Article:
(Answers have been condensed and edited for clarity.)
What inspired you to become an artist? Did you draw or paint as you were growing up? What drew you to street art in particular?
While I did sketch a lot when I was young, I didn’t take it too seriously. I didn't paint though, just pencil. I never saw myself as an artist really, it was just something I could do and enjoyed. I never had any formal training and didn’t even take art as a subject in high school. When I was around 23 years old, my friends and I were setting up a band room and I decided to paint all the walls and ceiling with a giant mural to cover a drunken graffiti session from the night before. I didn’t have the slightest clue how paint at all - spray or brush - but I could visualize it at the time and so I just taught myself the methods I needed to create it and got pretty obsessed. From then on, I’ve continued to paint the ideas and visual stuff from my imagination, learning whatever techniques I need to achieve it.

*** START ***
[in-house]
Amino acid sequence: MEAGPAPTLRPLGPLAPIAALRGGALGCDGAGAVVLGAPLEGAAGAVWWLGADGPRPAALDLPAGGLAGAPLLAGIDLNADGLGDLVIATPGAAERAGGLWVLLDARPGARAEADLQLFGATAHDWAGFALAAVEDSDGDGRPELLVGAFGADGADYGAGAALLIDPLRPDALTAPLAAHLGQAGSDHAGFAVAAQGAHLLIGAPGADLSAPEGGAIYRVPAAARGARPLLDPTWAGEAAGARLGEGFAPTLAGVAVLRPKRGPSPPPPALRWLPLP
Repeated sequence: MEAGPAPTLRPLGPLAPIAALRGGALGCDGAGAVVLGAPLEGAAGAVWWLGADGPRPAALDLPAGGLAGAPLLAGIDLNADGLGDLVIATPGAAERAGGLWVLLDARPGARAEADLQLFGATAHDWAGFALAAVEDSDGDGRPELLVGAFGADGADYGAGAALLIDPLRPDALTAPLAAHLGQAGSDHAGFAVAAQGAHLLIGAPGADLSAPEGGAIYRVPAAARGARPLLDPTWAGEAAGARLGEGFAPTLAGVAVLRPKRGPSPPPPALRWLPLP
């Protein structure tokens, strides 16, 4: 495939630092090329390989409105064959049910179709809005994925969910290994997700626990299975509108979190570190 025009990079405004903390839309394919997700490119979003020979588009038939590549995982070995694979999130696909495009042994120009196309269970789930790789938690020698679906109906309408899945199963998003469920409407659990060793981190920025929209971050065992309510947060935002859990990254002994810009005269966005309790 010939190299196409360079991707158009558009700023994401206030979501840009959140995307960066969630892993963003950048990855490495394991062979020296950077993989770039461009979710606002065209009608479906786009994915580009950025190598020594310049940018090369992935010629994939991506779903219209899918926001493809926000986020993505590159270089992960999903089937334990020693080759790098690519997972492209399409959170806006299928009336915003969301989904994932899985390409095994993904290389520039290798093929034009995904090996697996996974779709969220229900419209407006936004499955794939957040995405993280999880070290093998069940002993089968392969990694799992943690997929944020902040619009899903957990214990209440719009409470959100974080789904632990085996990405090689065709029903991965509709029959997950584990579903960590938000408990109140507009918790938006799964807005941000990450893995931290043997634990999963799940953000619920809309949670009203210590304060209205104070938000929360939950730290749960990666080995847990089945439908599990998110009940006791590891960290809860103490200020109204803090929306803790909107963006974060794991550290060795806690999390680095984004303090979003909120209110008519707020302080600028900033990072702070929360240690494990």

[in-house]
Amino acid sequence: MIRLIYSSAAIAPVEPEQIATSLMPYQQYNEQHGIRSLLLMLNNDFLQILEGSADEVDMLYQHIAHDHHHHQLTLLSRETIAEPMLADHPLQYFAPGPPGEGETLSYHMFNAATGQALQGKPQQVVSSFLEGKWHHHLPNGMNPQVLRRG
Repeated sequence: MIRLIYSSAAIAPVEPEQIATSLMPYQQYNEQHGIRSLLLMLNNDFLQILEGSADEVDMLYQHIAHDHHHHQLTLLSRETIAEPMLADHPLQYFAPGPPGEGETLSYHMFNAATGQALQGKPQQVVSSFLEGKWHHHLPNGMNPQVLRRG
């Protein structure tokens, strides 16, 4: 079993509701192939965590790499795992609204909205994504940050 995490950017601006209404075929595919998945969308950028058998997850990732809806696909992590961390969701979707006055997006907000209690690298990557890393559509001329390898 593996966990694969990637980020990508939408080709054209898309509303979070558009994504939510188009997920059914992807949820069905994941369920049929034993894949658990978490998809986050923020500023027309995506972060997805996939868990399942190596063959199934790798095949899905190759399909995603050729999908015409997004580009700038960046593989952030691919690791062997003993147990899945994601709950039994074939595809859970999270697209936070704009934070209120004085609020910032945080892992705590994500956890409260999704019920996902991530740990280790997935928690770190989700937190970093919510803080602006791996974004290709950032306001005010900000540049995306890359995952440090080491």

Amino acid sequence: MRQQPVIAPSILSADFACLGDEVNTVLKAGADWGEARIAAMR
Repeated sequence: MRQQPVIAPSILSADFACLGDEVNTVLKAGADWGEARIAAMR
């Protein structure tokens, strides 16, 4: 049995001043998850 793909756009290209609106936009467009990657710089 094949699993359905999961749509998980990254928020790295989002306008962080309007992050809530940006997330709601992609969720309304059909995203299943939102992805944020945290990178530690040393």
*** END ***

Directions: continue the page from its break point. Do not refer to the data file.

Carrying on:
How did your fascination with wild animals come about? How did it relate to your artistic stirrings? Did you initially incorporate such animal iconography into your art because of its beauty and exoticism or was it fueled by your ecological sensibilities?
Living in South Africa was the start of the fascination for sure. I moved over from the UK at a young age and became totally mesmerized by animals. Even as a kid, I remember always having the utmost respect for them, viewing them as these majestic and godly creatures. I spent a lot of time in the bush growing up and the fascination never really wore off. The feeling you get in the bush is indescribable. Wild animals are amazing and each one is so different and perfect in their own way that you can’t possibly get bored. So, when I started painting, they naturally became my subjects of choice and I immediately started trying to capture their unique beauty through my art.